Transporter, The : Production Notes

Ex-Special Forces operator Frank Martin lives what seems to be a quiet life along the French Mediterranean, hiring himself out as a mercenary "transporter" who moves goods - human or otherwise - from one place to another. No questions asked.

Carrying out mysterious and sometimes dangerous tasks in his tricked-out Mercedes, Frank adheres to a strict set of rules, which he never breaks. Rule One: Never change the deal. Rule Two: No names - Frank doesn't want to know whom he's working for, or what he's transporting. Rule Three: Never look in the package.

Frank's newest transport seems no different from the countless ones he's done in the past. He has been hired by an American known only as "Wall Street" (see Rule Two) to make a delivery, but when Frank stops along route, he notices his "package" is moving. Violating Rule Three, Frank looks inside the bag, finding its contents to be a beautiful, gagged woman.

Frank's steadfast adherence to his other two rules - which make up his basic code of survival - also quickly falls, hurtling him and his new companion on a road leading to shocking secrets, deadly complications, and the last thing Frank ever expected to come to believe: that rules are made to be broken.

Twentieth Century Fox presents a Europacorp Production, in coproduction with TF1 Films Productions in association with Current Entertainment and Canal +, starring Jason Statham and Shu Qi in THE TRANSPORTER. François Berleand and Matt Schulze also star. The director is Cory Yuen, the screenplay is by Luc Besson & Robert Mark Kamen, and the artistic director is Louis Leterrier. The producers are Luc Besson & Steven Chasman. The director of photography is Pierre Morel, and the production designer is Hugues Tissandier. The editor is Nicolas Trembasiewicz, and the original score is by Stanley Clarke.

With previous credits including Guy Ritchie's audaciously funny "Lock, Stock and Two Smoking Barrels" and "Snatch," actor Jason Statham isn't the most obvious choice as Hollywood's newest action star. But after a meeting early last year with renowned filmmaker Luc Besson ("La Femme Nikita," "The Professional"), Statham was set on a path that would lead him to the title role of the highly self-sufficient and occasionally lethal "transporter" in Besson's latest production.

Statham's manager, Steven Chasman (who also serves as a producer on THE TRANSPORTER), previously collaborated with Besson on "Kiss of the Dragon," released by Twentieth Century Fox last summer. Knowing that Besson had a great eye for talent - Natalie Portman is among his discoveries - Chasman approached Besson about meeting Statham. Besson was so impressed with the actor that he agreed to co-write, with Robert Mark Kamen, a thriller written especially for Statham.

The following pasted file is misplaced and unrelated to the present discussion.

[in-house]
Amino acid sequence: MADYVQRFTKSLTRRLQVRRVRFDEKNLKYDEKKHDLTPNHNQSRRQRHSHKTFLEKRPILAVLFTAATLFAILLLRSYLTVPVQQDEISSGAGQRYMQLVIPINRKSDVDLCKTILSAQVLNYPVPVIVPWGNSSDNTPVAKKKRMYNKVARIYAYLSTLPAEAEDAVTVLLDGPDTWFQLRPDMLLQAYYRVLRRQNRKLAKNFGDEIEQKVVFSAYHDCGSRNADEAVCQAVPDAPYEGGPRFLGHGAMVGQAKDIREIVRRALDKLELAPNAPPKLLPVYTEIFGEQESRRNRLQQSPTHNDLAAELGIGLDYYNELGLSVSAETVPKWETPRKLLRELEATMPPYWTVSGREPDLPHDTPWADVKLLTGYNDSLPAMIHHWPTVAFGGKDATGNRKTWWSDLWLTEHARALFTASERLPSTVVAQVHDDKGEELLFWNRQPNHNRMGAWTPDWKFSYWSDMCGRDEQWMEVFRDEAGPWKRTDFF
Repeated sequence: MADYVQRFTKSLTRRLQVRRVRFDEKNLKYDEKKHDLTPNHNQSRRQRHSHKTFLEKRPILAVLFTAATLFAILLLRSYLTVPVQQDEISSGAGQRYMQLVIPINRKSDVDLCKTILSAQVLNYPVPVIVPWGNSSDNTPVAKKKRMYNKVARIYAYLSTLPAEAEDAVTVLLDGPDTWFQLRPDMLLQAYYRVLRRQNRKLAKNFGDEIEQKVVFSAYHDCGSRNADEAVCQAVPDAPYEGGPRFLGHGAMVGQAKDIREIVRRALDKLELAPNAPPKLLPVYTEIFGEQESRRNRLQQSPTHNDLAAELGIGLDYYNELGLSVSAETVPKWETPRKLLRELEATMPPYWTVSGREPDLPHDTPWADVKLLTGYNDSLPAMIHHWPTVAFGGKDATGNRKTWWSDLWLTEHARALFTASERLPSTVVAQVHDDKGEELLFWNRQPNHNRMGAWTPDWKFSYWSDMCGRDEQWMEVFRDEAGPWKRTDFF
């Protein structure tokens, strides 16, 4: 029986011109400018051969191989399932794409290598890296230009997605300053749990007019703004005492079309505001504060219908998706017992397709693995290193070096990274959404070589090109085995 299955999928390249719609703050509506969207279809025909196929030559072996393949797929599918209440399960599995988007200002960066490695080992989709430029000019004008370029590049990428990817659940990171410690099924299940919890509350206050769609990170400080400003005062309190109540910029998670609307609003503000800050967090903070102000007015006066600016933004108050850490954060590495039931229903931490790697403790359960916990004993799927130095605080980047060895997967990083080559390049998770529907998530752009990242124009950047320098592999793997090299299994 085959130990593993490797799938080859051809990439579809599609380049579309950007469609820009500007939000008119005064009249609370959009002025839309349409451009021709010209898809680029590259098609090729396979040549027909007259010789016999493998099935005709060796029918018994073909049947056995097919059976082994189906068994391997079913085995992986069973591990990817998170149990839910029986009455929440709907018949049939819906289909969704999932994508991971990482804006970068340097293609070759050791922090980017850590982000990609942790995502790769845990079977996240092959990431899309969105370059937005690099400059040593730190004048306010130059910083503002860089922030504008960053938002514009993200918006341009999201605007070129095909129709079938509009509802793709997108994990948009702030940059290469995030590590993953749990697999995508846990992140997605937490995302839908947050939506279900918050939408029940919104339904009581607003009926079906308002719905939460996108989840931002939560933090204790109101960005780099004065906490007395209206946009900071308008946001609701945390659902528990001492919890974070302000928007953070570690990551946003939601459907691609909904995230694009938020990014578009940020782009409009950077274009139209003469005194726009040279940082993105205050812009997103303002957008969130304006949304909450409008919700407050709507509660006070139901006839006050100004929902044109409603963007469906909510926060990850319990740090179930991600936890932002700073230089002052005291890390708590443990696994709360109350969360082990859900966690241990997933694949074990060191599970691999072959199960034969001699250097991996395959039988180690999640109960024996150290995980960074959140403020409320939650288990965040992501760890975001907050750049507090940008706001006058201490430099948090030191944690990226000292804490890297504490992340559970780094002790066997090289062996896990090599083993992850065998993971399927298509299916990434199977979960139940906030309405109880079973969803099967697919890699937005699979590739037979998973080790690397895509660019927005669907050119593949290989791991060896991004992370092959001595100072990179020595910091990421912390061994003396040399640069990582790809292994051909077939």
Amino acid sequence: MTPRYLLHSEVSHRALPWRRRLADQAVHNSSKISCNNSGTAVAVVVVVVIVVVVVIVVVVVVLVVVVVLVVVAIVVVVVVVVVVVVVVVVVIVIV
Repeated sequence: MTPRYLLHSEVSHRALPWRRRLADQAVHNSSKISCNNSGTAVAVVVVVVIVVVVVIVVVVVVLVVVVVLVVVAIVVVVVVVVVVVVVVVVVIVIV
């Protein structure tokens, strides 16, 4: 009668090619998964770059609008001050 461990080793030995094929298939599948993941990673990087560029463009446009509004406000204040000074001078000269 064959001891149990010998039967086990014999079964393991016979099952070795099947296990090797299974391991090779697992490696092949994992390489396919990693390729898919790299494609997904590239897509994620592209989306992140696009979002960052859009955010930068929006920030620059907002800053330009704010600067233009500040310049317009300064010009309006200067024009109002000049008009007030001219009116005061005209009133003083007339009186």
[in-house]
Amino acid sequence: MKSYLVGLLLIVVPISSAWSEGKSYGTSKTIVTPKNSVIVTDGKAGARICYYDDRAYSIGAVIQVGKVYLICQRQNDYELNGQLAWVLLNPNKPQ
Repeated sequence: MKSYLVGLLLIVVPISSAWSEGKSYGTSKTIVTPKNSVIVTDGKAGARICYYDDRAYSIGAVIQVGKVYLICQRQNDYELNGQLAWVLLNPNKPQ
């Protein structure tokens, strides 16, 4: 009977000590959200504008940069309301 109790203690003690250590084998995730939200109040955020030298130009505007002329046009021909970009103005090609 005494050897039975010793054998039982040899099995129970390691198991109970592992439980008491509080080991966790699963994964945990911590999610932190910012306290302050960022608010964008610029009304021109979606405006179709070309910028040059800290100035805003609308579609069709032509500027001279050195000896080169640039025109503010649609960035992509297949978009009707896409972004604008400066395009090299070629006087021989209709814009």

For Statham, a lifelong Besson fan, the confab with the filmmaker was a memorable experience. "I couldn't believe I was sitting in a room with Luc Besson, discussing a part in his next movie!" he recalls. "The fact that he wanted to write it for me was almost unbelievable. How privileged can an actor get?"

Besson's co-writer, Robert Mark Kamen, who served in the same capacity on "Kiss of the Dragon" and Besson's science-fiction hit "The Fifth Element," also was impressed with Statham. "Jason has something that most movie action heroes lack: a humanity and decency that come through even though his character, Frank, is as hard-boiled as they come," Kamen notes. "Luc thought Jason had not only the action chops to attract audiences vicerally, but the right amount of simpatico to get them emotionally. "

Kamen also saw specific qualities in Statham's work in "Lock, Stock and Two Smoking Barrels" and "Snatch" that would become intrinsic to the character of Frank in THE TRANSPORTER. "When I watched Jason in the Guy Ritchie films, I immediately noticed that Jason really knew how to be still; you're drawn to him in those films because he is staying so quiet and motionless. So when he does something on screen, you're really watching - he just grabs you. "

Statham notes that Frank's stillness adds balance to the character's physical prowess, softening the hard edges of typical screen action heroes. "Frank likes to keep things simple," the actor notes. "He lives a quiet life in the south of France; he's built a wall around himself. Most important, he has a set of rules he never breaks.

"Frank's not a murderer or an assassin; he's something completely different," Statham adds. "He could easily break the necks of those who go up against him, but he instead inflicts minimal damage to incapacitate them temporarily, not permanently. I like to call Frank, 'The Thinking Man's Fighting Machine' because his technique is very stylish. He doesn't want to kill anybody, and he certainly doesn't enjoy the combat he often finds himself in. "